The Face will be unveiled! A printed rebellion is set to relaunch after 15 years
Regarded as one of the most influential cultural authorities in Britain The Face is set to relaunch after a 15 years hiatus in print and this is big news for the industry, especially since recent closures of titles like InStyle, ShortList and numerous others suggest that magazines are having a hard time. Yet this title survived the harsh times of the eighties so this bet is on!
A gateway into the coolest corners per The Independent, The Face was a beacon of culture for two decades and some before it was folded in 2004. Fifteen years later the publication is hoping to break new ground in print and the very dedicated following of fans is more than thrilled with the project which has launched a social media campaign through Instagram.
"Founded in 1980, The Face was born in a very different era free from influencers, selfies, and #spon content. It was at the vanguard of the cultural agenda, alerting readers to the most cutting-edge trends, music and movies" notes The Independent
of the title that revolutionized the visual language of magazines thanks to some cutting-edge typography by the iconic Neville Brody.
Innovative and provocative, both in editorial and visuals, this definitive benchmark for what was worth knowing became synonymous with London's cultural zeitgeist with photographers and editors who were living outside of any box.
Over the course of its 24-year lifespan "The Face" changed the magazine industry as we know it and its legacy is presented in all its glory in The Paul Gorman's "Story of The Face: The Magazine that Changed Culture" which was published almost two years ago.
Launched by NME editor and Smash Hits creator Nick Logan in 1980, The Face was Britain’s first youth magazine to present ‘youth subject matter’ beyond music alone.
"A strong voice of urban identity in the age of Thatcher, it rapidly became an icon of ‘style culture’, the benchmark for the very latest trends in music, fashion, photography and film" notes Thames and Hudson of the book which tracks "the exciting highs and calamitous lows of the life of the magazine".
In its first part, the book focuses on the rise of the magazine in the 1980s, highlighting its striking visual identity – embodied by Neville Brody’s era-defining graphic designs, Nick Knight’s dramatic fashion photography and the ‘Buffalo’ styling of Ray Petri.
"New Spirit, New Wave, New Romanticism-call it what you will, there is a new style in graphics. Neville Brody, art director of The Face, is one of its original exponents and one of the most eminently imitable figures in graphic design today" writes Elizabeth Margaret Farrelly in the introduction to her interview with Brody, back in 1986.
"Not that style is a word he would willingly apply, regarding it as ‘a superficial thing, just something you use to express ideas. The really important thing is not the style itself, but that you keep moving, keep questioning your own assumptions, breaking your own rules.’ For there are, he says - in typography as in other things - no real rules; what we habitually regard as rules are really just assumptions too often unexamined. And as one who, like the punk movement itself, has gone a long way on breaking with convention, he should know. Nor is it strictly speaking new, numbering amongst its sources many of the early modern movements such as Dadaism, Constructivism, Futurism, Expressionism, and Neo-Primitivism as well as the American ’50s, the Situationists, and punk itself."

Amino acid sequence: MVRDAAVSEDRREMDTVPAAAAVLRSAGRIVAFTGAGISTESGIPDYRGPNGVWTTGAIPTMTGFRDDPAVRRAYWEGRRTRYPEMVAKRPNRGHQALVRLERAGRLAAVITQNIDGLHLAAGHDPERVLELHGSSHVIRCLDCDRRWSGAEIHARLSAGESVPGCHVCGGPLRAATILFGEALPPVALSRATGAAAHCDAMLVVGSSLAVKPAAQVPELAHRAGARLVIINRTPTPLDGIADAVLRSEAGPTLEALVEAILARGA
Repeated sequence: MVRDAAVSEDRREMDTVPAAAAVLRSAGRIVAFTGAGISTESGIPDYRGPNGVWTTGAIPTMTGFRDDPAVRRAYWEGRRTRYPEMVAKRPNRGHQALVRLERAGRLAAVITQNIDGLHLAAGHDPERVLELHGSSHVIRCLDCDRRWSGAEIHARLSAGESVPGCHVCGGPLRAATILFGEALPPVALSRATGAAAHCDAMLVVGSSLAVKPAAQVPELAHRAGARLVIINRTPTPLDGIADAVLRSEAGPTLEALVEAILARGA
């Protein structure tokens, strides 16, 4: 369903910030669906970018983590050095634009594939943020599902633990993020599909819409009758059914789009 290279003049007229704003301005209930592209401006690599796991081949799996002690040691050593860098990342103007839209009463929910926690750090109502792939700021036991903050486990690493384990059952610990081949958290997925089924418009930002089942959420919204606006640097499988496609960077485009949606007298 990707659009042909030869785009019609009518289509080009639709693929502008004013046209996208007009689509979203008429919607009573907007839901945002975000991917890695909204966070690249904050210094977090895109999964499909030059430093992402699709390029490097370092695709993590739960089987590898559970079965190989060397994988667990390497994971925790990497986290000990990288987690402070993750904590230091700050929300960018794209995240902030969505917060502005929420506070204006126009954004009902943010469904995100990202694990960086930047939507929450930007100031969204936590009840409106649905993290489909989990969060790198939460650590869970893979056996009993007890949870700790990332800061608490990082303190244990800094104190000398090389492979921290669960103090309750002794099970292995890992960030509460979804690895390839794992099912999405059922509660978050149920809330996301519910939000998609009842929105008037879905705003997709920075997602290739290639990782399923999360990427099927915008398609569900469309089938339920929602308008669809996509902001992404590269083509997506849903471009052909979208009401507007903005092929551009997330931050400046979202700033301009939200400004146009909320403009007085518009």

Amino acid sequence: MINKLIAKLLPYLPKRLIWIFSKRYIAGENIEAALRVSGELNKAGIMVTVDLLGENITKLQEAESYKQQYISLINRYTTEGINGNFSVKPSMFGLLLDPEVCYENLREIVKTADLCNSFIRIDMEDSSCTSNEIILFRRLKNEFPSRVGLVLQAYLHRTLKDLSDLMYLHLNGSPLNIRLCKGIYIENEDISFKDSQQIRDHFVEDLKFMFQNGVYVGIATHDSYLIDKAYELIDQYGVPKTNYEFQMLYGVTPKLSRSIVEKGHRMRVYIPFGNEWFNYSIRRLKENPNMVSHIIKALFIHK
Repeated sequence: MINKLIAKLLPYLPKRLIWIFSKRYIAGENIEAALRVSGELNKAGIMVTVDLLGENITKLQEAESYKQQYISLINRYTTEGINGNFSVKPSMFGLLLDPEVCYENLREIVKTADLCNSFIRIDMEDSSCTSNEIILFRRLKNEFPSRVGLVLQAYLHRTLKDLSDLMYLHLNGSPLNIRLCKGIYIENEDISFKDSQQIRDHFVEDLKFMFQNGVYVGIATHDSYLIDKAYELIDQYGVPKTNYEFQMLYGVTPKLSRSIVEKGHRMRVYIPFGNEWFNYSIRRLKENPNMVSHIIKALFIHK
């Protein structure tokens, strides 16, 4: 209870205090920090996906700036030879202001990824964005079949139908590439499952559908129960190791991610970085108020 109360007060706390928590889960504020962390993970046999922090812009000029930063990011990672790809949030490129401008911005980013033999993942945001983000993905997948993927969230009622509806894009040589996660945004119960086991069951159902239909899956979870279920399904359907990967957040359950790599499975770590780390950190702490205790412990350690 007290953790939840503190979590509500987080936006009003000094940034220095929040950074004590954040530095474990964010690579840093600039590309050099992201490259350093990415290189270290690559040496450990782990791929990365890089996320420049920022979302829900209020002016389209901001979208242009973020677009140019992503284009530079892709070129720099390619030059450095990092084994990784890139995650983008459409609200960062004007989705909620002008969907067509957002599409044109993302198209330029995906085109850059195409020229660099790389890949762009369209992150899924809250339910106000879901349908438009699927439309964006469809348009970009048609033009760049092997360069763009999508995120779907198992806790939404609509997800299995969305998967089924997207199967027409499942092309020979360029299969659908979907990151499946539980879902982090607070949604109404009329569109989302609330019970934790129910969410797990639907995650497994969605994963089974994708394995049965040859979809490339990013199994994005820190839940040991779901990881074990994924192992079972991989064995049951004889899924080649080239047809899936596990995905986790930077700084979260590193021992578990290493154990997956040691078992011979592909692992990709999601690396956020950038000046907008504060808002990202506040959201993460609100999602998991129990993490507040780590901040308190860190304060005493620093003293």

Brody "fell into" magazine design by chance, "attracted by the ‘idea of taking the signs and symbols of advertising, the corporate logo, and using them out of context’ and by the possibility of minimalist experiment, of ‘stripping right down to basics, and then rebuilding; what does a magazine really need?’ He was interested in the idea that people don’t actually read words anymore so much as recognize them, and would experiment with running words and headlines as far as possible off the page, using them rather as symbols, or street signs, to direct the reader around what he calls the ‘town planning’ of the magazine".
Experimental and primitive, Brody's typographic adventures were bold and thrilling, a rebellious act of visual branding that spoke volumes to rave kids and execs alike. Influential in showcasing a number of fashion, music, and style trends of youth culture including New Romantic, and the "Hard Times" look of the early 1980s Neville Brody's take of The Face lasted five years -from 1981 to 1986- is still iconic.
Now The Face has a new editor, Stuart Brumfitt, and although the rest of the team is yet to be announced the title has recruited a number of part-time contributors and collaborators to reenter the industry. The first print issue will launch in late summer but "a soft online launch is set for April, so more details about what the print edition will look like will be revealed then".
According to a statement released by the publication, it will "delve deep into the world of music, fashion, sport, politics and the art" and be reimagined as an integrated, multi-channel offering through audio, video and the written word. It’s about a global outlook; connecting the dots; always talking up to its audience – and all done with a style that no one else is doing right now."
Should we predict a riot? Well, stay tuned and watch this space.